Indigenous defence manufacturing is still a major challenge for our nation
At the outbreak of World War I, a key problem facing British Naval Intelligence was the detection, in time, of the German Fleet putting to sea, to enable the British Fleet based at Scapa Flow, to intercept them. Naval Intelligence knew, that when the German Fleet was not sailing, she lay berthed at the eastern end of the Kiel Canal. The British believed, that with the right equipment, it would be possible to detect the German Commander-in-Chief’s wireless communications from onboard his flagship, as the fleet passed through the Kiel Canal into the North Sea.
The scientists at Marconi company set to work and successfully designed a sufficiently sensitive, direction-finding equipment that could accurately identify the bearing of the wanted signal amid the mass of other interfering signals. The equipment took some time to perfect, but eventually, became an important weapon in the British war against German U – boats.
In 1935, Sir Robert Watson-Watt built the first practical radar set. The British Air Ministry adopted his design and used it to detect enemy aircraft during World War II. By the end of the war, radar had become an important weapon in all the branches of the militaries around the world.
A crisis impels people, societies and nations to innovate and acquire new tools and competencies to beat the crisis.
Since early last year, Indian and Chinese troops have engaged each other in aggressive run-ins along the Line of Actual Control (LAC) in eastern Ladakh. The simmering tensions came to a boil, in mid-June 2020, leading to actual fighting and casualties on both sides. Currently, an uneasy calm prevails as diplomatic parleys between the two sides attempt to find ways to end tensions, peacefully.
At the height of the tensions at the LAC, the Government of India (GoI) made two key policy announcements with a view to strengthen military preparedness.
In its first announcement, in mid-May 2020, the GoI enhanced the cap on Foreign Direct Investment (FDI) in the defence sector from 49% to 74% under the automatic route for certain niche technologies. Additionally, the new policy provided for FDI even up to 100%, with GoI approval.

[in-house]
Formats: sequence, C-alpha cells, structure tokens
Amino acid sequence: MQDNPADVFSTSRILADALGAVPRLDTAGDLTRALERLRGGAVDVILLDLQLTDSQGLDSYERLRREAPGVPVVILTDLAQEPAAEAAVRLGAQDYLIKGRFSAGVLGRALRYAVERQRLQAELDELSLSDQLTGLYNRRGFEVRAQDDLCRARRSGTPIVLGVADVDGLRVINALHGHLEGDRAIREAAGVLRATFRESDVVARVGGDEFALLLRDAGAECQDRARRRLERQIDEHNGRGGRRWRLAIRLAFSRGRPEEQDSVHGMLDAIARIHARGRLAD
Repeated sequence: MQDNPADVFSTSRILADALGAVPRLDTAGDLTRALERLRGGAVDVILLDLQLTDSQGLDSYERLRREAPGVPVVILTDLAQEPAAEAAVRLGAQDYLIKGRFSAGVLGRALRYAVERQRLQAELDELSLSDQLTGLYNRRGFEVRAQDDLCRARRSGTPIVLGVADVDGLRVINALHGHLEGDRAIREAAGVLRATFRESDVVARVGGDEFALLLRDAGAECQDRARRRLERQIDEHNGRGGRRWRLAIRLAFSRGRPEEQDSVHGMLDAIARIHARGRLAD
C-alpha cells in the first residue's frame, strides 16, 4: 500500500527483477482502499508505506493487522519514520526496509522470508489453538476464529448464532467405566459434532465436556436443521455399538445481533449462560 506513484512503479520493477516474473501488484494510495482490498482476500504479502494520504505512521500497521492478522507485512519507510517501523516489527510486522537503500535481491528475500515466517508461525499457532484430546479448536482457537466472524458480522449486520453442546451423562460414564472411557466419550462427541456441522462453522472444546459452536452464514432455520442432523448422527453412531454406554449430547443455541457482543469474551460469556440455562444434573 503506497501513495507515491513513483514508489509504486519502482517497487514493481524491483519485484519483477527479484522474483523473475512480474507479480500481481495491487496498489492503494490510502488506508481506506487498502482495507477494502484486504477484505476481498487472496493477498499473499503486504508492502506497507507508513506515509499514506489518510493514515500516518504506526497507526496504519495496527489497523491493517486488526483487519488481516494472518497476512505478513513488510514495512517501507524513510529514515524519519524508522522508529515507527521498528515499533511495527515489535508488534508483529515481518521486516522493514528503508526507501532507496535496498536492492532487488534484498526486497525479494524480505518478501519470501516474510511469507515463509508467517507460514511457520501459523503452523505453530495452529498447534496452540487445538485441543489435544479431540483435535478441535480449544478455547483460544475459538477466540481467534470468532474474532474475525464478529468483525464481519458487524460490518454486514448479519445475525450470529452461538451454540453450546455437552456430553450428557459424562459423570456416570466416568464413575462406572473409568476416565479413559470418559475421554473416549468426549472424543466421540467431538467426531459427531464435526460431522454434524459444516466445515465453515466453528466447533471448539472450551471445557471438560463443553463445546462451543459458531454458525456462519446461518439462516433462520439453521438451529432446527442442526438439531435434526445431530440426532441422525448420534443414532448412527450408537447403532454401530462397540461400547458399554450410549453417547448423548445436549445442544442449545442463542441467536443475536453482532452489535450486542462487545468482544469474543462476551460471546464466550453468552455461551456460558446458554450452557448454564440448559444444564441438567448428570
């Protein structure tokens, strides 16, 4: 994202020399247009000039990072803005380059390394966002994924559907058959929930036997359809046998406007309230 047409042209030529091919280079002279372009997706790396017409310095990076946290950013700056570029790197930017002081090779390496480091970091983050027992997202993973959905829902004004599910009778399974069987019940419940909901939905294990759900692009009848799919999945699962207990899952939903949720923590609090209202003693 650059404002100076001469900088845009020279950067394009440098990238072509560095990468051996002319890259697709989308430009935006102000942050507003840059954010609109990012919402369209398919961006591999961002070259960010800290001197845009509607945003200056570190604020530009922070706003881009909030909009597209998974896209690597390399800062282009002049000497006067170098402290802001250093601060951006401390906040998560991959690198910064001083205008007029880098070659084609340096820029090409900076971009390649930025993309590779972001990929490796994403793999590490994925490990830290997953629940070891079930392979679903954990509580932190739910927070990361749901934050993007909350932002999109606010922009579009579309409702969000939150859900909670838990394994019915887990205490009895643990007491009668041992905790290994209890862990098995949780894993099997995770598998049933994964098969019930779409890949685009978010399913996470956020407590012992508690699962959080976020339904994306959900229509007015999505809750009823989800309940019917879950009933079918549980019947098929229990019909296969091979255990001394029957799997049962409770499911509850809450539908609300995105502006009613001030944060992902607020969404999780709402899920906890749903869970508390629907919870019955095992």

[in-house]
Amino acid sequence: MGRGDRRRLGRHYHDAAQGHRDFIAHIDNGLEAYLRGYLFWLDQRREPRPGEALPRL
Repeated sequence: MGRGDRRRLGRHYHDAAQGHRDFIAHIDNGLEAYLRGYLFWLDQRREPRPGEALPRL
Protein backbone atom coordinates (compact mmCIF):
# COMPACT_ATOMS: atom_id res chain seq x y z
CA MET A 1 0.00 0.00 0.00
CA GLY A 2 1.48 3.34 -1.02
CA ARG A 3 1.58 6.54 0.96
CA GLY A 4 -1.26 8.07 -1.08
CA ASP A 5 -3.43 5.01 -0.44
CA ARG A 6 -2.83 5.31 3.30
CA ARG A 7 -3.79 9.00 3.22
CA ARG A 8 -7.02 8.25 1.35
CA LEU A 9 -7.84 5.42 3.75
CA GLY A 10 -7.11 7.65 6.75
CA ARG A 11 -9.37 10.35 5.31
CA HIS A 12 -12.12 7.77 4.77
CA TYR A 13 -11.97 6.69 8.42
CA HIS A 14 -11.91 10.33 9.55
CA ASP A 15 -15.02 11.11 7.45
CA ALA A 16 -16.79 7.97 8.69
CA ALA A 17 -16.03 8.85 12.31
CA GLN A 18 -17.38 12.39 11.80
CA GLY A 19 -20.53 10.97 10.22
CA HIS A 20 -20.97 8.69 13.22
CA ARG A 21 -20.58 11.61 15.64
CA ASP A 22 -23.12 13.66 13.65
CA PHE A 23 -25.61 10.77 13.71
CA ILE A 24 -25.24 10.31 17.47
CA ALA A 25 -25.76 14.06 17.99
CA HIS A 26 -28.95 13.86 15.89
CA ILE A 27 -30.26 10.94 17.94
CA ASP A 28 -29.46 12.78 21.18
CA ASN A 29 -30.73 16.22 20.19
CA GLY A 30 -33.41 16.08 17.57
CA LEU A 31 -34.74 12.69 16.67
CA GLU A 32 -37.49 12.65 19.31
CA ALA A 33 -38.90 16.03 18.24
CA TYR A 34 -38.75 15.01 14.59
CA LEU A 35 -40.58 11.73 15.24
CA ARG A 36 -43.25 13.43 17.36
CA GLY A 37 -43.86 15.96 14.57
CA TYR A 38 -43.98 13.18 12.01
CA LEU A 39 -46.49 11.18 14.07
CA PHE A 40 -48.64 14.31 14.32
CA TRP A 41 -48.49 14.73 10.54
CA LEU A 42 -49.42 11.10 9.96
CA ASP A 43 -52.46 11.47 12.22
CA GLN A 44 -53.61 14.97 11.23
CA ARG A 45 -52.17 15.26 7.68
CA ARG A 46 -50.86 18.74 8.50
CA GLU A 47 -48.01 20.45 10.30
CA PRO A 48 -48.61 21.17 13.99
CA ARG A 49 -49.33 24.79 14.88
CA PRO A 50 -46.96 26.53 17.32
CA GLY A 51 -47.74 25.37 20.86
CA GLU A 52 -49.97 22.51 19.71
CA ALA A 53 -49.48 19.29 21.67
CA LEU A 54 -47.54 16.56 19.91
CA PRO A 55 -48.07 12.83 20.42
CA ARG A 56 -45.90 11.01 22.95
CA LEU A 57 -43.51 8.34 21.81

FDI in defence was first permitted in 2001. However, in the period since 2001, the expectations of attracting large scale FDI in defence have been belied. Very little FDI has been channelled by foreign defence companies for defence manufacturing through JVs with Indian defence firms.
The actual FDI inflow into the defence sector, in the two decades, from Apr 2000 to Mar 2021 stands at just Rs 61.52 crore (~ USD 10.15 million; Source – www.dipp.gov.in). It is instructive to note – as an illustration of the low FDI inflow – that a single Rafale fighter jet procured from Dassault Aviation, France cost India upwards of Rs 600 Cr.
The reasons for the low FDI inflow are well known and is largely due to:
•Apprehensions around guaranteed and sustained support to make the investments/JVs financially viable.
•The onerous and somewhat ambiguous policy provisions.
•Fear of award of contracts by the GoI through a nomination to the DPSUs/OFs owing to political compulsions.
Sadly, the causes impeding FDI inflow are likely to persist and any expectation of a reversal in the trend can only lead to disappointment.
The GoI, in its second announcement in late Jul 2020, granted “special powers to the three services for individual capital procurement programs of Rs 300 Cr to meet emergent operational requirements.”
Following the grant of the special powers, the armed forces inked/began inking contracts for the procurement of equipment to meet immediate requirements. According to news reports at the time (https://theprint.in/defence/armed-forces-working-on-100-emergency-procurement-contracts-amid-tensions-with-china/465408/), the armed forces were processing over 100 procurement contracts under the special emergency powers.
The rush, in response to the border crisis, to order equipment from foreign armament suppliers, once again, laid bare India’s vulnerability with regard to its dependence on imports for defence needs. Similar emergency procurements were undertaken, in 1999, during the Kargil conflict. Clearly, not much has changed in the two decades since the Kargil war.
Without a doubt, given the circumstances at the LAC in Ladakh, emergency procurements were essential. However, emergency procurements often have unseen, longer-term consequences.
Equipment procurement from multiple countries leads to – problems of interoperability between equipment, limitations in cross-deployment of personnel, the requirement of separate facilities for training, repair & overhaul, higher equipment/spares procurement costs due to lower efficiencies of scale etc. The Indian armed forces have, for long, grappled with similar problems in past procurements.